Kazin was especially fearful of falling into what he called the “criminal class,” because Brownsville, Brooklyn was home to Murder, Inc. and its mobsters, including Lucky Luciano and Bugsy Siegel. Nonetheless, Brownsville also produced celebrated New Yorkers, including composer Aaron Copland, comedian Danny Kaye, television host Larry King, public intellectual Norman Podhoretz, and historian Howard Zinn. Most of these achievers had been raised in the tenement housing stock built in the late 19th century and demolished in the 20th””often to make way for federally funded public housing, built for the New York City Housing Authority (NYCHA).
Jewish households left Brownsville in large numbers after World War II. In the 1960s the neighborhood, which had become mainly African-American, remained poor and crime stayed high. Brownsville was seared by a damaging riot in September 1967, which drove even more merchants out of business, followed a year later by the devastating Ocean Hill-Brownsville teachers’ strike, which seriously frayed the relationship between New York’s black and Jewish communities, says historian Richard Kahlenberg, a senior fellow at the Century Foundation.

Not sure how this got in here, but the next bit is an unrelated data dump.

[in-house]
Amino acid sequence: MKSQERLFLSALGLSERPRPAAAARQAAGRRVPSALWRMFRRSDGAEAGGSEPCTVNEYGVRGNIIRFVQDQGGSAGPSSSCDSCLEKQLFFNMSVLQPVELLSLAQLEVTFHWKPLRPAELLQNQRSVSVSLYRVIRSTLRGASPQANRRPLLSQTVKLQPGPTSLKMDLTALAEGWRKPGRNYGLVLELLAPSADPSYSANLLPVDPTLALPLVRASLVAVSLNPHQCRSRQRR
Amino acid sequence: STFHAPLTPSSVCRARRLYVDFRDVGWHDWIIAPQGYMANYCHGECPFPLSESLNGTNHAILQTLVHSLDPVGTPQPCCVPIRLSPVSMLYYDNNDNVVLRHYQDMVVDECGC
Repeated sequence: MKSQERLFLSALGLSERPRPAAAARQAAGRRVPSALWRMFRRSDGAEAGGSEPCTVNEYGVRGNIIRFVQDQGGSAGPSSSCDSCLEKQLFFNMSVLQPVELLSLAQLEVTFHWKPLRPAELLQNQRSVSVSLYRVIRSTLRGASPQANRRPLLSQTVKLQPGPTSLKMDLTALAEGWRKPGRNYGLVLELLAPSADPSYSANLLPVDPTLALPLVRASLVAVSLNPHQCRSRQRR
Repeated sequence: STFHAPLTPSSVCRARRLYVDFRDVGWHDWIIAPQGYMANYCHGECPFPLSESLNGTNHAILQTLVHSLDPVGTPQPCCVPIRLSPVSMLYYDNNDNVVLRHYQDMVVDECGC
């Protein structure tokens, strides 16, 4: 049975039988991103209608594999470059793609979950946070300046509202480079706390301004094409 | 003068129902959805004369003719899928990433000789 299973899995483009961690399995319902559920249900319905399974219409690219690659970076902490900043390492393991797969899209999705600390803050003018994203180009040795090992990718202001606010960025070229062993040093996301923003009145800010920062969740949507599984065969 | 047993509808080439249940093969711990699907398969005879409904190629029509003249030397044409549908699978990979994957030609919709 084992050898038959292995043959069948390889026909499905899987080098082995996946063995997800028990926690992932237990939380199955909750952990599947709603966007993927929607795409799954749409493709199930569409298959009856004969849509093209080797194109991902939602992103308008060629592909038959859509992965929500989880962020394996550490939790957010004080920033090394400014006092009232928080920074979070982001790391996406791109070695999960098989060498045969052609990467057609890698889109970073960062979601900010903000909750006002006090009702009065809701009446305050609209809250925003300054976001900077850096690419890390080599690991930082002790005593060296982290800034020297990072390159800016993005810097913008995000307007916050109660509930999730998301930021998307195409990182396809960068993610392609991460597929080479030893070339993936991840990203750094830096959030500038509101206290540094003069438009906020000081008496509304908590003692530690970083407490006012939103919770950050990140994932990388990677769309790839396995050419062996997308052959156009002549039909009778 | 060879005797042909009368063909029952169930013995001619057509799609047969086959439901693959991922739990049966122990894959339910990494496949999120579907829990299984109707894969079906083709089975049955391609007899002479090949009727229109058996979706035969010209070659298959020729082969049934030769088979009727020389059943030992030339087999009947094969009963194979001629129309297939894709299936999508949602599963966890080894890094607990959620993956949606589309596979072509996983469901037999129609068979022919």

The ’60s had been bad for Brownsville, and the ’70s weren’t much better. New York City’s near bankruptcy in 1975 followed by years of fiscal crisis, raised taxes, and depressed city services, left Brownsville isolated and pretty much abandoned to its own resources. Violent crime became so endemic that architect Oscar Newman, author of Defensible Space, based his argument that high-rise buildings were inherently unsafe on the daily crime in the Brownsville and Van Dyke projects. Coverage in mainstream media over the next few decades focused on little other than crime. The occasional good-news piece was usually about one of Brownsville’s gifted athletes””Mike Tyson, Riddick Bowe, Shannon Briggs, Willie Randolph””or entertainers””Masta Ace, M.O.P., and The RZA.